Writing is central to central to modern life. Not only is it hard to imagine modern academic and corporate existence without essays, emails, medical reports and minutes of meetings, but writing is also a key feature of every student’s experience. Conventional forms of writing remain the way in which students both consolidate their learning and demonstrate their understanding, but multimedia and electronic technologies are beginning to influence learning and how we assess it. A dominant feature of academic literacy is the requirement to control a range of genres appropriate to different settings and to handle the meanings and identities that each evokes. Writing is therefore not an homogeneous and transferable skill, but complex and multifaceted, specific to different contexts and audiences. In this chapter, I map something of the territory of ESP writing, sketching how we study it, what we know about it, and illustrating how it impacts teaching and research.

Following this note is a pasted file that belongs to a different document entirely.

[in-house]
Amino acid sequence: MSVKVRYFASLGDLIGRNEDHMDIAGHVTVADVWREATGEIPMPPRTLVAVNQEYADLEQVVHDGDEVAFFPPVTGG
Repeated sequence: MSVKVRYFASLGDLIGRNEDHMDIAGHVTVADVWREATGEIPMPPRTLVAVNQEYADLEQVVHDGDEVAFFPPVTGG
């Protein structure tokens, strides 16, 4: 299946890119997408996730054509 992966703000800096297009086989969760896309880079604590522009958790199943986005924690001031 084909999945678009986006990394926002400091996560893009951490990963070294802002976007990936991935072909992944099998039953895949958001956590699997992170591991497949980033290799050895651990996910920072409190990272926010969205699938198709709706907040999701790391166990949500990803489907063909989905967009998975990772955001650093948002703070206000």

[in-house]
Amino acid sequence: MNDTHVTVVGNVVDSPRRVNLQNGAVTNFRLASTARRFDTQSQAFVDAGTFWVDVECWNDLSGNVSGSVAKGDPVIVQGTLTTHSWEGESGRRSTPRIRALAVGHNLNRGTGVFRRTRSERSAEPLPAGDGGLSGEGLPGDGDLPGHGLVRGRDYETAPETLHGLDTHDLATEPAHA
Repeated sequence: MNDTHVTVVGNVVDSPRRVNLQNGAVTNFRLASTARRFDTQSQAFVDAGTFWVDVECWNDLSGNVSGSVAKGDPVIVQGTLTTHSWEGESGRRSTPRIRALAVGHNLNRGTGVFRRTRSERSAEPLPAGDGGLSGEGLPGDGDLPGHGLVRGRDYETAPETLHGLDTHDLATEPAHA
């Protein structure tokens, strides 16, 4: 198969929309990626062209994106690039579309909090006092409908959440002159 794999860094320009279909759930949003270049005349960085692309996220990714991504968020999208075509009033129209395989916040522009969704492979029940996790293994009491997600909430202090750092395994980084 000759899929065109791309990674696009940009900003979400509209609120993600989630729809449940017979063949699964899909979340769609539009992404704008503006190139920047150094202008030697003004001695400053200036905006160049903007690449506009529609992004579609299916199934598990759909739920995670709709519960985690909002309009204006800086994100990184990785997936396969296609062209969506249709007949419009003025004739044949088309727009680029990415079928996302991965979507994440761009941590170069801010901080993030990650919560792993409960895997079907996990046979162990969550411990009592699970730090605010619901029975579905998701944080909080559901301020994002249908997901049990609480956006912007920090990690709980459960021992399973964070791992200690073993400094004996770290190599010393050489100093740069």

|Title of host publication||The Handbook of English for Specific Purposes|
|Editors||Sue Starfield, Chris Haffner|
|Place of Publication||Oxford|
|Publication status||Accepted/In press - 4 Sep 2023|